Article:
While the use of precious metals in dental restorations has been on the decline due to newer and improved dental technologies, dental gold and other precious metals still accumulate quickly in dental offices. According to DentistryIQ, many restorations with metal placed over the past decades are now reaching their life expectancy and need to be replaced, keeping dentists busy. That’s why many dental professionals recycle dental gold and other filler metals such as silver, platinum and palladium.
Who buys dental gold? Precious metal refineries with on-site labs do, like Manhattan Gold & Silver, for example. Dental professionals simply bring or ship their dental scrap to our refinery, where we assay it to determine its precious metal content. The payout is based on the dental scrap’s market value the day it is evaluated.
Materials Used in Dentistry
Common materials used in dentistry include gold, porcelain, silver amalgam or composite (white) resin. Gold, however, is still the strongest and longest lasting material dentists can use. Like teeth, gold is durable but also malleable, which makes it an ideal metal for use in a crowns, caps and fillings. Gold is also ideal for dental applications because it is non-toxic and hypoallergenic. Other precious metals used in dentistry include platinum and palladium. The main drawback to these alloys is their metallic color, which is why metal crowns are generally relegated to back molars. So how do these precious metals, including gold, end up as dental scrap?
What Is Dental Scrap?
Dental scrap is any type of prosthetic that contains precious metals, such as crowns, but may also include:
- Onlays and inlays
- Porcelain-fused-to-metal crowns and bridges
- Dental grindings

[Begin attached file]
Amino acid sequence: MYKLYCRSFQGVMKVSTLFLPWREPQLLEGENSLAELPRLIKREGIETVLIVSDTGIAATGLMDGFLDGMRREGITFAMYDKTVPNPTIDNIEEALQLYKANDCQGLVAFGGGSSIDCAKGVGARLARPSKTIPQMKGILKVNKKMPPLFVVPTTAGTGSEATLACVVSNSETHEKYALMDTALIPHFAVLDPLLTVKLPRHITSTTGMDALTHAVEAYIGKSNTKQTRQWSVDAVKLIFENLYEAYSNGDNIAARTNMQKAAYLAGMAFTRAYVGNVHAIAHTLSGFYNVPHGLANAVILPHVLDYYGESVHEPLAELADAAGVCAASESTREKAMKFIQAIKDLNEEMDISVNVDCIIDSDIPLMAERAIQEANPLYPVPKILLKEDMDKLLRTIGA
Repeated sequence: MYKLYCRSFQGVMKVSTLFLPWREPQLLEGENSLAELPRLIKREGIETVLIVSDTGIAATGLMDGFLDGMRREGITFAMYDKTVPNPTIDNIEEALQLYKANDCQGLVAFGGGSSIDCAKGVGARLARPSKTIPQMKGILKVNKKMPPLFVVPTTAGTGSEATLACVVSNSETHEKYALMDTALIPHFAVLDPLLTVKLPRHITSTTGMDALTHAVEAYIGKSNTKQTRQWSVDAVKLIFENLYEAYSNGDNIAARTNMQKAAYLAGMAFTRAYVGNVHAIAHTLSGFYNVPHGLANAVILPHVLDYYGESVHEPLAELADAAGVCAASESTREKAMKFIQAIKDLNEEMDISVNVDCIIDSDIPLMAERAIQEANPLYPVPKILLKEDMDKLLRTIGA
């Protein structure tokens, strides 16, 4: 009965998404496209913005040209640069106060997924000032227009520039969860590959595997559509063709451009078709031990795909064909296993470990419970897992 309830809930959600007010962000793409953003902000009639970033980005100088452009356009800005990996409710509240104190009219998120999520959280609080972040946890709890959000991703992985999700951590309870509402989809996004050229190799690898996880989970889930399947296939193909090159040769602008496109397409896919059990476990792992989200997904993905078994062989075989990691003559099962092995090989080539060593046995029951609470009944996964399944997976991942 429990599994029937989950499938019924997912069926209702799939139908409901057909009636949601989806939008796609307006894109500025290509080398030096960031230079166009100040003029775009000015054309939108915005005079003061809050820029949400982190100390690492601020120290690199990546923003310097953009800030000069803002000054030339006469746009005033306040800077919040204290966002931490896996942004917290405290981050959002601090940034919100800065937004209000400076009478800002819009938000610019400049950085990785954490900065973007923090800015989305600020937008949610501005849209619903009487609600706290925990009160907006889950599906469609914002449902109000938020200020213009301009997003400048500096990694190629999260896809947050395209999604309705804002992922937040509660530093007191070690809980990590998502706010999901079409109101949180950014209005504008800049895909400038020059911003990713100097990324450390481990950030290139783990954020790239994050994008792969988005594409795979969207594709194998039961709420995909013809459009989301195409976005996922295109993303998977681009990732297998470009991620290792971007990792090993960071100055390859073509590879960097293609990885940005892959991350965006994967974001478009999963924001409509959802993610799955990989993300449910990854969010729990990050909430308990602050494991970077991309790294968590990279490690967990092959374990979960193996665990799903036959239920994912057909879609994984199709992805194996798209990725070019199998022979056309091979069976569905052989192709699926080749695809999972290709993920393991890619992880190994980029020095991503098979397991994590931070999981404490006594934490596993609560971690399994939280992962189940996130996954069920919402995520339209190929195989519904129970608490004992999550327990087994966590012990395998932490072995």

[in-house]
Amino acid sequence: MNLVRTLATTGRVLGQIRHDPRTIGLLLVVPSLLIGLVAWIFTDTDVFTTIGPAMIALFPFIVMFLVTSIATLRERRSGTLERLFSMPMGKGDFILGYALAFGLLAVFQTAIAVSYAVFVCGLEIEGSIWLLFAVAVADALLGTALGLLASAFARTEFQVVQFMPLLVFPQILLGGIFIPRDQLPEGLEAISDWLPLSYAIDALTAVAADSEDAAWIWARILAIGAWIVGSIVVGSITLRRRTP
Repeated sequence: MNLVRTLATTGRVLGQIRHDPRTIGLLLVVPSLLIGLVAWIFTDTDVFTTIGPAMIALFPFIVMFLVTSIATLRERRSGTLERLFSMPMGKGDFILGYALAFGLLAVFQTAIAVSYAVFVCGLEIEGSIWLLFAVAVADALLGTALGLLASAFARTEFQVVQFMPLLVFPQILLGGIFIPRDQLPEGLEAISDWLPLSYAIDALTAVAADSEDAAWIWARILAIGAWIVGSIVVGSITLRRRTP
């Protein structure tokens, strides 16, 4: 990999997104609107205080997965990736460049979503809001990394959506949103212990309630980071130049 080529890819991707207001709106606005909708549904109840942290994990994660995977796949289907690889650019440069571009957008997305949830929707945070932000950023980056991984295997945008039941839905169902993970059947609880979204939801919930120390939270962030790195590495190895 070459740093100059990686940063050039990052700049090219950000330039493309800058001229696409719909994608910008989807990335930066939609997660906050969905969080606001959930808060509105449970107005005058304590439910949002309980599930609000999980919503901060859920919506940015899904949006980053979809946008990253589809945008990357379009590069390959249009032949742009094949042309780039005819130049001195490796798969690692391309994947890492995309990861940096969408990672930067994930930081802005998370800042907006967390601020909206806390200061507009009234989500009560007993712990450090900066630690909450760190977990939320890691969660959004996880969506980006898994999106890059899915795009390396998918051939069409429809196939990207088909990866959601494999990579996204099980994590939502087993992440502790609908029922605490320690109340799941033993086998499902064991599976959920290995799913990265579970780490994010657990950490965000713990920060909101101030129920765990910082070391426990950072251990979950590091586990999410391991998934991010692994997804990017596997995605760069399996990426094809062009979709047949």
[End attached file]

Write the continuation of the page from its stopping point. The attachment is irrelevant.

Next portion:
When a patient needs a crown or bridge removed, these dental restorations essentially become dental scrap. Dental professionals generate plenty of dental scrap through extractions and other procedures. The rise in value of precious metals, has made dental scrap even more profitable lately.
However, not all dental scrap is recyclable. Substances like amalgam are actually made up of a mixture of materials that can include toxic mercury, silver, zinc, tin and copper and must adhere to strict guidelines for collection and disposal. The metal component of partial dentures, which is generally made out of base metal, is also not valuable.
It’s difficult to determine the material and value of any dental scrap without an assay and evaluation, which is why it’s important to work with a reputable refinery.
Who Buys Dental Gold?
At Manhattan Gold & Silver, the recycling process begins when a client brings us dental scrap to be recycled. We melt down dental scrap into a bar and determine its precious metals content with an assay. The fire assay process has been practiced for centuries to determine the weight of precious metals including gold, silver and platinum. Compared to other determining techniques, like X-ray assays, fire assays are the most precise because other impurities are “burned” off, leaving only the purest of metals. It is the most accurate way to test the purity of gold.
The Benefits of Recycling Dental Gold
For dental professionals, the main benefit of recycling dental gold is financial. Recycling dental scrap can help offset overhead costs and boost profits. The second is environmental. Recycling dental scrap helps reduce the amount of resources spent on mining unique materials. Manhattan Gold & Silver is equipped to handle dental scrap of any size and mix. Our expertise makes dental scrap refining simple and profitable for our dental clients. We can quickly and easily refine dental scrap and pay out the maximum value based on the current market rate, as determined by the London Fixing.